BTW, your granny story was great. Love it.
If the crook had any brains, he could have told the court what he saw, and the juror would have been removed. The signal of a predetermined verdict, would be cause for removal IMO. It could also be cause for court action if the judge were vindictive. The juror promised to keep an open mind and make a determination based on the evidence.
I like what she did, so don’t think this is a slam at her. It showed spunk and the guy got just what he deserved for the implied threat transmitted through his glare.
I’m tough on criminals, but I think I could weigh the evidence and give a fair verdict.
Would you vote to convict someone of violating an unConsitutional law? Why do you need a Founder to tell you that Congress and the President can easily overstep their authority and that you may be the only one to prevent an injustice because of it?
Defense attorneys don’t want people who can weigh the evidence; they want people swayed by emotion. I have a background as an engineer in addition to being an FFL, so no jury duty for me.
They shouldn't have to look very hard, 70 million voted for Zero.
Of course they don’t want engineers. They want people who watch daytime TV.
I’d like to be on a jury. If charged, I’d like someone intelligent, informed, freedom-loving and inquisitive on my jury. Only serves right to return the favor, if preemptively.
Funny thing is, whenever I’ve been called it has been immediately after moving out of the county in question.
You too? I like to get a book by Ann Coulter, Laura Ingraham, Rush or any other conseravtive writer. So far, that has me batting 100% for getting the boot after the first round.
So you don’t believe in the jury system!
So you don’t believe in the jury system!
Where did I say that?
Dang it... ;-)
On most mornings I watch the call-in program on C-Span and I shake my head that some of those callers vote and serve on juries. I trust you feel exceptionally comfortable having such people interpreting the constitution and highly complex statutes. I find it amusing that the same people who howl about judges making laws and are so comfortable with jury nullification.
Oh I don't know. If you do then obviously some one has to serve on juries. People who serve don't have to like it they do it because they realize some one has to. I would not say I'm proud to pay my taxes I try to avoid all that I legally can but I do pay them. I don't go out of my way to get on a jury but if I do I serve. Some one has to do both these things.
You must be a lot of fun to go out counting dog's balls wrinkles with.
I am among those who would NEVER convict somebody of violating an unConstitutional law infringing the right to keep and bear arms.
The system we have is certainly broken and has been for quite some time. But it will not be made better by having jurors willing to follow Congress, the President, or the trial court judge instead of the Constitution and the Bill of Rights.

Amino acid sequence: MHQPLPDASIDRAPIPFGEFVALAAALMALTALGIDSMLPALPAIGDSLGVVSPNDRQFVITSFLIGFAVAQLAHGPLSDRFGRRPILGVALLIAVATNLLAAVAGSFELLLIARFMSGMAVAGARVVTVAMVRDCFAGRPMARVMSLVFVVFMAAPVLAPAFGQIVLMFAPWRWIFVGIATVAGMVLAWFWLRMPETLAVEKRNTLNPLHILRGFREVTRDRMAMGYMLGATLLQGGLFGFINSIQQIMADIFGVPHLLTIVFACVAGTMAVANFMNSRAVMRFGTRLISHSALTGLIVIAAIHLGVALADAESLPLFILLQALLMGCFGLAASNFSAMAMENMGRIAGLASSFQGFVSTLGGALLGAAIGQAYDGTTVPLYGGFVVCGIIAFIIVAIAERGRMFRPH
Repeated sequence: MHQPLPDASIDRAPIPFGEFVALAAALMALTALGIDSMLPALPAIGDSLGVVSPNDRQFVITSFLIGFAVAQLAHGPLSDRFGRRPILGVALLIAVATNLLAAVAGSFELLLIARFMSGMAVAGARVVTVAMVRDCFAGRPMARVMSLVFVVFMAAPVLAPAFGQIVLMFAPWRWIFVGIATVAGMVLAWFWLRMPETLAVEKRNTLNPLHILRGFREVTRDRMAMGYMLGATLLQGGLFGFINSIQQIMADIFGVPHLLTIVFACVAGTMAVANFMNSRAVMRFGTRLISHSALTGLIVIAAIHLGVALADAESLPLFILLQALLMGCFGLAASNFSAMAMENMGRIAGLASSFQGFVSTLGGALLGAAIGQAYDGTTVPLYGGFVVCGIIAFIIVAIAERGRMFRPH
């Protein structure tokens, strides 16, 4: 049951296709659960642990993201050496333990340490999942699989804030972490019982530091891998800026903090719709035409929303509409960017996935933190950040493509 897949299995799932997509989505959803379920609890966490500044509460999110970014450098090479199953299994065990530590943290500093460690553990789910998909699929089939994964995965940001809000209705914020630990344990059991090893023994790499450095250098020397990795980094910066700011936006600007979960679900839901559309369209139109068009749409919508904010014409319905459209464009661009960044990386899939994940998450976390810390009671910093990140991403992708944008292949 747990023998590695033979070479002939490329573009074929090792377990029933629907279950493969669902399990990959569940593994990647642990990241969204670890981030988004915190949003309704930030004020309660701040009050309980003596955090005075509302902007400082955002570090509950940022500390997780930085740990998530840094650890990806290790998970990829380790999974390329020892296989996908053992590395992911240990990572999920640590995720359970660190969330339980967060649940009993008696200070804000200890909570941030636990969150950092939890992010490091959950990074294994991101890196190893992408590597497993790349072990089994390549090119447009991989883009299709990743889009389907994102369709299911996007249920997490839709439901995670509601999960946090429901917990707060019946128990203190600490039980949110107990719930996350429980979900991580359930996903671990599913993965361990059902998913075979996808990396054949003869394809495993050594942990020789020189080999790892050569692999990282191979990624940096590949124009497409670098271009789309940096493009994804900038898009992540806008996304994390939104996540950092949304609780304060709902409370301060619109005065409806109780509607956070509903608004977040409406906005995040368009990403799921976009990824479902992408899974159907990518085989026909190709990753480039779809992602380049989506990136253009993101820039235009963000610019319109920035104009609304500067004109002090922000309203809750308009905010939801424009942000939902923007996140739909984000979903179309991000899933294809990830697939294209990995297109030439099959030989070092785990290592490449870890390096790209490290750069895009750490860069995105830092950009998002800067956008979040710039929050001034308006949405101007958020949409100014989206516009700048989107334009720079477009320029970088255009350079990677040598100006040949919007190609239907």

You didn't answer my question: Would you vote to convict someone of violating an unConsitutional law?
Folks, as conservatives we need to perform our jury duty.
What if the accused concerns a second amendment issue?
What if the subject is an effort to take a persons home to give it to a developer?
What if the case is about an acorn worker registering fake voters?
Jury duty is where the law and the citizenship of “we the people” reach nexus.
The final decision is not left to lawyers or judges. It is left to the citizens. The only way around that is for the parties to select to settle or select a judge trial.
I am simplifying.
However, jury duty is just as valuable as voting. (well voting outside of chicago)
What the man wrote was no cruder than what you hear on prime time commercial TV every night.
The Jury has a right to judge both the law as well as the fact in controversy.” John Jay , 1st Chief Justice USSC 1789 “The jury has the right to determine both the law and the facts.” . Samuel Chase, USSC, 1796 “The jury has the power to bring a verdict in the teeth of both law and fact.” Oliver Wendell Holmes, USSC 1902 “The law itself is on trial quite as much as the cause which is to be decided.” Harlan F. Stone, USSC 1941 “The pages of history shine on instances of the jury’s exercise of it’s prerogative to disregard instructions of the judge.” . US v. Dougherty, 473 F 2nd 1113, 1139, (1972)
“It is left, therefore, to the juries, if they think the permanent judges are under any bias whatever in any cause, to take on themselves to judge the law as well as the fact. They never exercise this power but when they suspect partiality in the judges, and by the exercise of this power they have been the firmest bulwarks of English liberty.”
You do realize we have to pay that!
I have picked and been on juries. Each case is different.
You just never know what the lawyers are looking for OR if their “freebie” challenges will be used up before they get to you. The prosecutor may want a white male (despite race not being allowed) and the defense attorney may have used up their preemptions.
In a civil case, one lawyer may want someone who owned his own business or somebody who would be sympathetic to a charge of reverse racism.
Ummmmmmm. You sure sound like one. It may have been crude, but I don't think most people are going to want to be hauled down to court, so I dont think this kind of thing will become a trend, if thats what youre worrying about.
Should I ever be in need of a jury, I would prefer that it not be composed of libtards.
Accordingly I do nothing, when summoned, to dissuade lawyers from seating me on the panel.
I've been summoned twice and served twice. I'd gladly do it again.
I’ve been called at least 6x in life - always served...never seated. The attorneys typically prefer the less educated and experienced.
1) I agree with you that juries are grotesquely underpaid.
2) When I had a severe schedule conflict with a jury summons, I had no trouble at all getting it delayed; the bureaucrat was quite cooperative in finding an alternative date that fit my schedule. I’ll note that I was polite and prompt in addressing the matter. Common decency goes a long way in preventing pointless conflict.